The use of virtual surgical planning in conjunction with STL models and the biplanar cutting guide offers many advantages in reconstructive mandibular and maxillary surgery, including negation of the guesswork inherent to freehand osseous contouring, unprecedented accuracy of wedge osteotomies, the optimization of bone healing by enabling maximum contact of the angulated bone ends and acceleration of the surgical procedure. The reduction of operating time and theatre costs largely compensates for the additional cost of VSP procedures, a factor which is particularly significant in fixed budget health care reimbursement.
One attractive surgical possibility is the immediate placement of dental implants allowing single stage reconstruction of the jaw and dentition. However, the bony cross section is not uniform across the length of the lateral scapular border and tip, and the shape is partially twisted. The varying bone stock is not ideal for primary implant insertion in an even distribution, and may require a subsequent local bone augmentation. The most recent recommendation therefore is that the insertion of dental implants should be postponed until the preconditions have been amended.
A 58-year old male oncology patient required secondary mandibular reconstruction after composite resection of the floor of the mouth, mandibular symphysis, anterior body regions of the mandible and bilateral limited neck dissection. The existing reconstruction plate bridging the anterolateral mandibular defect was widely exposed through the intraoral mucosa. The chin and lower lip was sagging due to submandibular soft tissue shrinkage and lack of bone suspension. For secondary reconstruction, a two-in-one free flap from the subscapular vascular system containing the lateral scapular border and tip in combination with a latissimus dorsi flap was selected, since severe peripheral arterial occlusive disease prohibited the use of an osteofasciocutaneous fibula free flap. VSP was used to design the bony reconstruction with three sub-segments (total length 8.1 cm) from the right (nondominant arm) lateral scapular border and tip (Fig. 4).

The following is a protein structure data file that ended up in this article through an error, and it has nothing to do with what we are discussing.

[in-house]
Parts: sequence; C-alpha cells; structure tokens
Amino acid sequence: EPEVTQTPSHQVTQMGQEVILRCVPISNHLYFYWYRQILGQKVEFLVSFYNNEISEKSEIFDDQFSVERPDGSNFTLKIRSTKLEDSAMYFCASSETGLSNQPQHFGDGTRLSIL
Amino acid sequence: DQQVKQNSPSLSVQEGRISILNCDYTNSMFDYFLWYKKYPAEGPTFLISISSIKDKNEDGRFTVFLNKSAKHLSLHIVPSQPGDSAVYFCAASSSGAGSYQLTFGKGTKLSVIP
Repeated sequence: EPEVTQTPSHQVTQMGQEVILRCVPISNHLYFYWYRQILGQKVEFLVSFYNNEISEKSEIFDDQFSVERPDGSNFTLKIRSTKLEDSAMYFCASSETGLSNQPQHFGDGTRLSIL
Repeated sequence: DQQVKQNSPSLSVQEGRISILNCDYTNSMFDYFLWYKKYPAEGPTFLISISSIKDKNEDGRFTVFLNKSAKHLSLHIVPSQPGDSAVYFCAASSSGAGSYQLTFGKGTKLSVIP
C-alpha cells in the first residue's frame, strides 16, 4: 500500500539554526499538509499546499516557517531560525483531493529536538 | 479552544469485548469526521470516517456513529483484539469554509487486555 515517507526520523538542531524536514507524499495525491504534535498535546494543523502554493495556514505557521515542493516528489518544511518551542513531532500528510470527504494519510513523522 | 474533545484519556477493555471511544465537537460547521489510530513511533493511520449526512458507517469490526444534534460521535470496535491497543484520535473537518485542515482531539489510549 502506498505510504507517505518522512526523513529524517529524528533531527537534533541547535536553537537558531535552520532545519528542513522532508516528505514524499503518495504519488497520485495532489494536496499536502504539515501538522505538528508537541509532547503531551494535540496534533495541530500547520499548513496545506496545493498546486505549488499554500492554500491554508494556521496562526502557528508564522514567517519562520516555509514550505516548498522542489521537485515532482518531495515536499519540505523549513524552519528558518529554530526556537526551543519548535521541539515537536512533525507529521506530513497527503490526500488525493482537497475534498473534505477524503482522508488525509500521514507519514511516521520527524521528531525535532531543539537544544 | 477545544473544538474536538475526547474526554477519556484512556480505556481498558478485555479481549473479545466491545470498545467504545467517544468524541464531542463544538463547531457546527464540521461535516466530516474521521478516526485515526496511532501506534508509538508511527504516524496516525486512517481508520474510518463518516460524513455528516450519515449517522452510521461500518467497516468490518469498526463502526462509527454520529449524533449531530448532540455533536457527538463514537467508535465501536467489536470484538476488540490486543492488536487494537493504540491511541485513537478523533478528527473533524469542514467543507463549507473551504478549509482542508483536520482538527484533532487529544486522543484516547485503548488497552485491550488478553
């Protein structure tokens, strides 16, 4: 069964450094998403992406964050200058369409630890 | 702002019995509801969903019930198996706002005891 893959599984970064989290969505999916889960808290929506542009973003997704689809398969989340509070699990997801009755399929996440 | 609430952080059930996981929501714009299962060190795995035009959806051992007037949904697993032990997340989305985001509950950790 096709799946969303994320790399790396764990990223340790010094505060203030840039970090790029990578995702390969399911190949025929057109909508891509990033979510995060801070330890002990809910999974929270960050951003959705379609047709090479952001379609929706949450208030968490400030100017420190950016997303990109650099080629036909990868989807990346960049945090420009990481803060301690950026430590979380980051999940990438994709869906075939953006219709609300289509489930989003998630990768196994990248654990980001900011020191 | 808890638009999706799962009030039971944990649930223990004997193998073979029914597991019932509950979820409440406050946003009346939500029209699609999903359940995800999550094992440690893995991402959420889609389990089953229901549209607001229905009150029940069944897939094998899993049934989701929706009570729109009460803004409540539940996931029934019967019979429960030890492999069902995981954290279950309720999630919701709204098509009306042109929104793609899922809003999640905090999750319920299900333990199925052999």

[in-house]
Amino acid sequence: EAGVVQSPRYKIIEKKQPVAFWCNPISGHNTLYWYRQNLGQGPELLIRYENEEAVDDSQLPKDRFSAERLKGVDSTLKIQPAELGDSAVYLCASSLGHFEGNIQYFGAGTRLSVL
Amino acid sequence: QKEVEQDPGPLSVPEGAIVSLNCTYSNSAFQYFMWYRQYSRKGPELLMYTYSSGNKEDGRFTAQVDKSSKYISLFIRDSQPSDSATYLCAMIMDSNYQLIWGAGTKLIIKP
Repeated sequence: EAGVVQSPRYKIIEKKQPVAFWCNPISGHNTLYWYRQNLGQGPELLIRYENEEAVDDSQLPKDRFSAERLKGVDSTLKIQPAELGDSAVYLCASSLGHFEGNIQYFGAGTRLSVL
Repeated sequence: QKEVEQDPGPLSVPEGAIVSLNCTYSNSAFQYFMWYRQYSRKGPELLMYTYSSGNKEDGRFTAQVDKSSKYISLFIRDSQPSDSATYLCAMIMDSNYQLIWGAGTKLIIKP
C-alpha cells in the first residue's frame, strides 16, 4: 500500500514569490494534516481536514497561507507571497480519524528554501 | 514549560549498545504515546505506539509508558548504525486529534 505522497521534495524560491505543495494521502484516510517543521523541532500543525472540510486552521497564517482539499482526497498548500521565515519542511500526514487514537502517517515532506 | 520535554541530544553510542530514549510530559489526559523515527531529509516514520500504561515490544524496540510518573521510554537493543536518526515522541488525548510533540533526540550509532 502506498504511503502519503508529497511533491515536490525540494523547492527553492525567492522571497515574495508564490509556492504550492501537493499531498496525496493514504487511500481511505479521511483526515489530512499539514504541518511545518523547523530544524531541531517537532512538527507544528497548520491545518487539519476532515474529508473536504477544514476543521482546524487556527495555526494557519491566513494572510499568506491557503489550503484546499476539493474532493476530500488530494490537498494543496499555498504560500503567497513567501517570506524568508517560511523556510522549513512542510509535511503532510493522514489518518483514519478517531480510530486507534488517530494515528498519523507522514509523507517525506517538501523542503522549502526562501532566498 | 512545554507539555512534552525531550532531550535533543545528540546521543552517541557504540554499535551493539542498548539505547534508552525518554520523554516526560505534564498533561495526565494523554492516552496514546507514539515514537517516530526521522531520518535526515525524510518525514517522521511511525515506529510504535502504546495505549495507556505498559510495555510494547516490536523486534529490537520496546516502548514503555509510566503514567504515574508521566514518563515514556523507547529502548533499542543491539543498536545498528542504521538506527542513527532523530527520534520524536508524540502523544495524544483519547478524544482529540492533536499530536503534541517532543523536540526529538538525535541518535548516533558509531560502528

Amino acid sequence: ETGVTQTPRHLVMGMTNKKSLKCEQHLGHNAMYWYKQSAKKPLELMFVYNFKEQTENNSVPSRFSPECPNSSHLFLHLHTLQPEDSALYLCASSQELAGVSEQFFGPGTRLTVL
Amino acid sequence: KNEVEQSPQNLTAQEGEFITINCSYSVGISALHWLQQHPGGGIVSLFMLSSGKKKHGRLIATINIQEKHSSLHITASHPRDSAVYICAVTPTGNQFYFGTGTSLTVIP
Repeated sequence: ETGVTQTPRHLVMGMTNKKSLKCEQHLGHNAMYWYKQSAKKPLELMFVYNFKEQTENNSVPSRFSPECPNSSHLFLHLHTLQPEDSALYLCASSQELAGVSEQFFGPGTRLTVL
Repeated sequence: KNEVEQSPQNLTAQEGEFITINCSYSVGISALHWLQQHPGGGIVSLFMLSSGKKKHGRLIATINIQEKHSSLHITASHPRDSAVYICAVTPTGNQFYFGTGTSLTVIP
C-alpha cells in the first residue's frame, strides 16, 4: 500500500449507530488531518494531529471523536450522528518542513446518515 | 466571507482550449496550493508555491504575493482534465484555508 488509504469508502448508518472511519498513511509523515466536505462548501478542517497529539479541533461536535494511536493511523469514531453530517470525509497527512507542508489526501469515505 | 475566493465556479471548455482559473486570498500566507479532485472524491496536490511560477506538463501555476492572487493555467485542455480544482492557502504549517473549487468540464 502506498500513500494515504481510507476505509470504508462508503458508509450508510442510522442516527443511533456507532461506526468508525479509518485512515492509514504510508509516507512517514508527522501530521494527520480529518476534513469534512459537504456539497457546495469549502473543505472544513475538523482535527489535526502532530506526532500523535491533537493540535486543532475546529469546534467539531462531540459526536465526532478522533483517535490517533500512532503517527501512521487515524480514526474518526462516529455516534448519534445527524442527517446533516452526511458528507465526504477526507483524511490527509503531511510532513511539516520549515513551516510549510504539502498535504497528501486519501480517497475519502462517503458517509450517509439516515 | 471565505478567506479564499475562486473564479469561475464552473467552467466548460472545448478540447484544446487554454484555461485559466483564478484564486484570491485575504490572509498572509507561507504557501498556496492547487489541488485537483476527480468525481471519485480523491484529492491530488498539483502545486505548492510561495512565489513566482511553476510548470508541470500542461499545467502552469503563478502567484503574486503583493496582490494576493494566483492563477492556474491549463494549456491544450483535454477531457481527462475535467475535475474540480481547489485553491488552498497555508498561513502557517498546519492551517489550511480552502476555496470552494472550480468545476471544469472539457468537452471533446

Scapular SLS templates or cutting guides were manufactured for secondary resection of the mandibular bone stumps, along with a set of STL models and a patient specific mandibular reconstruction plate (PSMP) (Fig. 5).
Intraoperatively, the circumflex scapular and thoracodorsal vascular pedicles were dissected to their common subscapular trunk and the angular branch supplying the scapular tip preserved (Fig. 6). In Fig. 6a, the angular vessel branch can be seen emerging from beneath the latissimus island to supply the scapular tip. An elliptical 18 cm x 7 cm myocutaneous latissimus dorsi flap was raised to provide coverage for the extensive submandibular soft tissue deficit. The in toto scapular bone flap was retrieved using the outer frame of the cutting guide (Fig. 6a). In tandem with the vertical rod and its extensions, the wedge osteotomies for segmentation were carried out on a side table (Fig. 6a and c). Prior to the flap transfer into the recipient site, the fit of the neomandibular segments was double checked within the defect of the STL model (Fig. 6d). Microanastomosis was performed end-to-end to the left maxillary artery and end-to-side to the internal jugular vein.
Postoperative imaging confirmed minimal intersegmental gaps to the mandibular remnants with undisturbed healing but limited overall bone volume (Fig. 7a-c). Therefore removal of the PSPMP and a preimplantological augmentation with corticocancellous iliac bone grafts followed 16 months later.
Finally, dental implants were inserted (Fig. 8).